5 votes

1964 Kennedy Half Dollars for $12?

From everything I can find this seems to be a good deal. They are in really good condition. What do you guys say?

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That is not bad

I sell them today for $14 for 1964, dont bother with 65-69

Thank you!

I got some and will check back next pay period, too.

Ron Paul convert from the Heart of Dixie

Good deal for '64's

They are currently priced at $12.52 melt. If they are any later, they are worth about $5 each. Condition doesn't matter, only silver content.

I wouldn't be surprised to find them for around $12, but like was said above, make sure they are 1964's.


I'm going to pick up a few.

Ron Paul convert from the Heart of Dixie

Make sure they are 1964 Kennedy half dollars

Kennedy half dollar coins dated 1965-1969 contain only 40% silver and are known as 40% clad half dollars. The Mint’s removing silver from dimes and quarters, and reducing the silver content of half dollar coins to 40%, heightened the hoarding of all 90% silver coins but especially the 1964 Kennedy half dollars.

Senator Peter Schiff 2016

They have quite a few different years

And they are all the same price. There are probably at least 20 dated 1964. So that's a good price for the 64's?

Ron Paul convert from the Heart of Dixie


Half Dollars should all have the same melt value. Anything after 1964 is 40% and worth less. Not worthless, worth less. :)

Check out...

Check out coinflation.com to get an idea on the melt value, and whether or not you are buying at a fair price. Hope this helps!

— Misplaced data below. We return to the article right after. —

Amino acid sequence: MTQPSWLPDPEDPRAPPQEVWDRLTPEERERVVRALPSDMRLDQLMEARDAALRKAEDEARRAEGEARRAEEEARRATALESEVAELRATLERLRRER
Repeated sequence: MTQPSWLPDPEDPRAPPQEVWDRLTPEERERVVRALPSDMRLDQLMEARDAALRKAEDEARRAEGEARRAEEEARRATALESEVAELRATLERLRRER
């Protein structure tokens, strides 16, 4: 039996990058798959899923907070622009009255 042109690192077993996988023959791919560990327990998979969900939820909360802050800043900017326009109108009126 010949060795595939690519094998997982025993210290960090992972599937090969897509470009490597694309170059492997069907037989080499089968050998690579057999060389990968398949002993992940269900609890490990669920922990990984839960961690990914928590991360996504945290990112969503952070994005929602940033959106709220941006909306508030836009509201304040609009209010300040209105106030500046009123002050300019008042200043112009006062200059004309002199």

Just don't take the coinflation price

as what you can expect to get if you want to sell. On silver the spread is much bigger than gold when you buy so keep that in mind. For example if you are buying a 64 Kennedy and silver is 30 bucks an ounce, the actual silver value there is 30*.90/31.1 multiplied by the weight of the coin. So its 30 bucks times 90% divided 31.1 for grams per ounce time 12.3 grams which is what a half dollar weighs.

Doing the above you get a melt value of about $10.5 unfortunately if you wanted to sell it back to the dealer or even directly to the refiner what you would get will be closer to 22.95 an ounce divided by 31.1 which is 73 cents a gram and therefore you will only get about 9 bucks for the coin tops. This is because a refiner or dealer will only buy for what it will cost to refine the coin which is about 85% of the value of the silver content. So you would have to wait for the price of silver to go up to about 35 bucks an ounce before you break even.

always try to buy below melt value, a local coin shop might sell below "melt value" because they will take a hit from the refiner if they sell at "melt value" anyway.

Hope this helps and that you can understand it.

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